In terms of the immediate communication, then we've got Consultant Connect, which is an app on your phone. I've got it in my pocket, and that enables me to phone my local hospital that I'm referring to and to speak to consultants or specialist teams around either admissions or more urgent advice about certain specialities, and that can also include mental health services. We've got the Welsh clinical portal, which enables us to see investigations that have been done by hospital, as well as our own investigations. That gives us a better idea.

In most health boards now, the return letters are received digitally, so, as soon as they are written, you get them pretty quickly after that. And then, the discharge summaries are now electronic. I remember, when I was a house officer, we did them in triplicate, they were handwritten and, by the time you got the bottom piece, which you sent to the GP, you could barely read it. So, things are a lot better from a discharge perspective. The delays sometimes are in having the time to sit and do those things, but there are a lot of digital improvements in terms of dictation software, et cetera, to speed that up.


Thank you. That sounds pretty good, but the evidence we've received from people seems to be slightly different as to how that feels for them. So, I just wonder where that disconnect might be between what you're able to deliver as a healthcare professional versus what people feel like is happening in terms of that communication. I wonder also if it's, perhaps, different across Wales—so, some areas may be doing this much better than others, and how do we get that consistency across the country and across different services within health. Is that a fair reflection from my side that, actually, sometimes it feels different still for patients, and is that time constraints, like you described, Stuart, a moment ago? The opportunities are there, but we're not always able to grasp hold of them because of pressures elsewhere.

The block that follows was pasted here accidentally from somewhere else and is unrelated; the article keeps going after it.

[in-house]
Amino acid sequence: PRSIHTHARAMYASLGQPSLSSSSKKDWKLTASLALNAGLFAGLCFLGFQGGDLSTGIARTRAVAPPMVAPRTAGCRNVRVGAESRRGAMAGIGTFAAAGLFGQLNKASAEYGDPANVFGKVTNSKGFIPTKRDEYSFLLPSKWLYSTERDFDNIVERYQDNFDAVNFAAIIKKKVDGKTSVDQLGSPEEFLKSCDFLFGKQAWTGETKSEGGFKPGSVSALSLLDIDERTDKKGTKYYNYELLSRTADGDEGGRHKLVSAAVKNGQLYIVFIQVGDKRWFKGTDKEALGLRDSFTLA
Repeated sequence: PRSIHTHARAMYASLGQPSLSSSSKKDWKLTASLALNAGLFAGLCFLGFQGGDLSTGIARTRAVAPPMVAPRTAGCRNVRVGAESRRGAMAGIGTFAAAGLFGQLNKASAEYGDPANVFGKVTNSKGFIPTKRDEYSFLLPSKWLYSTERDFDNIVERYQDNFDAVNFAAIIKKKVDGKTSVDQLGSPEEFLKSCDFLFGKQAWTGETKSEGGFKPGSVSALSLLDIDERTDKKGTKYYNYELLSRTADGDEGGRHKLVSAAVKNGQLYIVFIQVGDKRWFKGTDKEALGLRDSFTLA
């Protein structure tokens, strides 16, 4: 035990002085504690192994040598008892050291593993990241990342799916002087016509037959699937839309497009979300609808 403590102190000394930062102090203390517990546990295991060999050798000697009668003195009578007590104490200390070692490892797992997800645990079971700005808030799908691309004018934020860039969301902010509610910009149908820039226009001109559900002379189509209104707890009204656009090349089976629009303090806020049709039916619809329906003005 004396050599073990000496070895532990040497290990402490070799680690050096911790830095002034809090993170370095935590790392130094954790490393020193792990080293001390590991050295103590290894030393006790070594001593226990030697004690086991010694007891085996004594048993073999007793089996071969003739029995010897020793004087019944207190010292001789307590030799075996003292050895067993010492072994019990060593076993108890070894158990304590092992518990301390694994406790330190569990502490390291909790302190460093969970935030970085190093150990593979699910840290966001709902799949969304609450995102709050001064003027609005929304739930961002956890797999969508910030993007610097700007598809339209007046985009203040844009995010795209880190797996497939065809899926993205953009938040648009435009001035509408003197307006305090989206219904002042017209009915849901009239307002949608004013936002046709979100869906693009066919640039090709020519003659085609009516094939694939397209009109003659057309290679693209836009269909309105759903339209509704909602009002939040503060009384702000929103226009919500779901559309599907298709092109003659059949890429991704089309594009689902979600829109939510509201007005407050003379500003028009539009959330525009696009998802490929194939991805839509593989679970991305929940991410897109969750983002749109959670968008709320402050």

We've got the all-Wales communication protocol, which I think Professor Atherton mentioned, which we've just sent out. We've revised it and we've sent it out for consultation at the moment. Some of that is around ensuring that there is timely communication and, where there is a problem, that there is a dialogue between the two problem areas to try and smooth out any issues. Part of that also recommends that patients are also sent copies of their letters and are addressed to the patient in layperson's terms so that they can understand their condition better, as well.